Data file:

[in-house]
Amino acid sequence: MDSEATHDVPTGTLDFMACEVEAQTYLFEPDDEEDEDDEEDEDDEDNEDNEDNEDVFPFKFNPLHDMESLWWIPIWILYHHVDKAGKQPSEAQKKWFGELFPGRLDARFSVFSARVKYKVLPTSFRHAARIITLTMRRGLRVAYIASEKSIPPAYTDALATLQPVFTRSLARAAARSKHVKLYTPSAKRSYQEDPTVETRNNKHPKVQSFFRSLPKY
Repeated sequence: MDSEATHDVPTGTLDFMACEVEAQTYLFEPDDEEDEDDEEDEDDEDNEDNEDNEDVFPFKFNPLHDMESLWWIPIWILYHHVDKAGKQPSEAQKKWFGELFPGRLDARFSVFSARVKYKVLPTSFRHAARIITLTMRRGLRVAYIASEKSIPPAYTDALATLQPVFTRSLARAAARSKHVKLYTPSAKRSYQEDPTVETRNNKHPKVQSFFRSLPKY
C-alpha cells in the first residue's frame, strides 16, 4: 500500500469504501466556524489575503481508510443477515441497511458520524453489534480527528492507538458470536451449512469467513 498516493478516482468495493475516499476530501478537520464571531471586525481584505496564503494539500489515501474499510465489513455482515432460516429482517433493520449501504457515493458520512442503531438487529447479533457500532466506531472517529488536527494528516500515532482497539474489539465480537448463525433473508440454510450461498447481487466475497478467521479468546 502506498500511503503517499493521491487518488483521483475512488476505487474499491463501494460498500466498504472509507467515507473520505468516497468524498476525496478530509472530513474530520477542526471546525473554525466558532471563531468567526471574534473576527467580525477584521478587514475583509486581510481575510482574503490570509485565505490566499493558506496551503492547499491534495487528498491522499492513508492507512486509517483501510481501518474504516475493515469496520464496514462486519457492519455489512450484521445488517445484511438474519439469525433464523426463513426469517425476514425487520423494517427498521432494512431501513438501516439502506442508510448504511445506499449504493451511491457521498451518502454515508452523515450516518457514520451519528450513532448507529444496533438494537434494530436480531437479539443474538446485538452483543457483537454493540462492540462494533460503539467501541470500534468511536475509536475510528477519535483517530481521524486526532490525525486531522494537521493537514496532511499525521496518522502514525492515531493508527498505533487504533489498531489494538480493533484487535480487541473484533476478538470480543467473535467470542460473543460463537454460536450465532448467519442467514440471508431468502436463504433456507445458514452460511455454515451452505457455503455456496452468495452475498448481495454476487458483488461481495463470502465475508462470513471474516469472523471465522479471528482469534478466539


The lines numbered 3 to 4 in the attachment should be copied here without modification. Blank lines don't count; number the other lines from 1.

Repeated sequence: MDSEATHDVPTGTLDFMACEVEAQTYLFEPDDEEDEDDEEDEDDEDNEDNEDNEDVFPFKFNPLHDMESLWWIPIWILYHHVDKAGKQPSEAQKKWFGELFPGRLDARFSVFSARVKYKVLPTSFRHAARIITLTMRRGLRVAYIASEKSIPPAYTDALATLQPVFTRSLARAAARSKHVKLYTPSAKRSYQEDPTVETRNNKHPKVQSFFRSLPKY
C-alpha cells in the first residue's frame, strides 16, 4: 500500500469504501466556524489575503481508510443477515441497511458520524453489534480527528492507538458470536451449512469467513 498516493478516482468495493475516499476530501478537520464571531471586525481584505496564503494539500489515501474499510465489513455482515432460516429482517433493520449501504457515493458520512442503531438487529447479533457500532466506531472517529488536527494528516500515532482497539474489539465480537448463525433473508440454510450461498447481487466475497478467521479468546 502506498500511503503517499493521491487518488483521483475512488476505487474499491463501494460498500466498504472509507467515507473520505468516497468524498476525496478530509472530513474530520477542526471546525473554525466558532471563531468567526471574534473576527467580525477584521478587514475583509486581510481575510482574503490570509485565505490566499493558506496551503492547499491534495487528498491522499492513508492507512486509517483501510481501518474504516475493515469496520464496514462486519457492519455489512450484521445488517445484511438474519439469525433464523426463513426469517425476514425487520423494517427498521432494512431501513438501516439502506442508510448504511445506499449504493451511491457521498451518502454515508452523515450516518457514520451519528450513532448507529444496533438494537434494530436480531437479539443474538446485538452483543457483537454493540462492540462494533460503539467501541470500534468511536475509536475510528477519535483517530481521524486526532490525525486531522494537521493537514496532511499525521496518522502514525492515531493508527498505533487504533489498531489494538480493533484487535480487541473484533476478538470480543467473535467470542460473543460463537454460536450465532448467519442467514440471508431468502436463504433456507445458514452460511455454515451452505457455503455456496452468495452475498448481495454476487458483488461481495463470502465475508462470513471474516469472523471465522479471528482469534478466539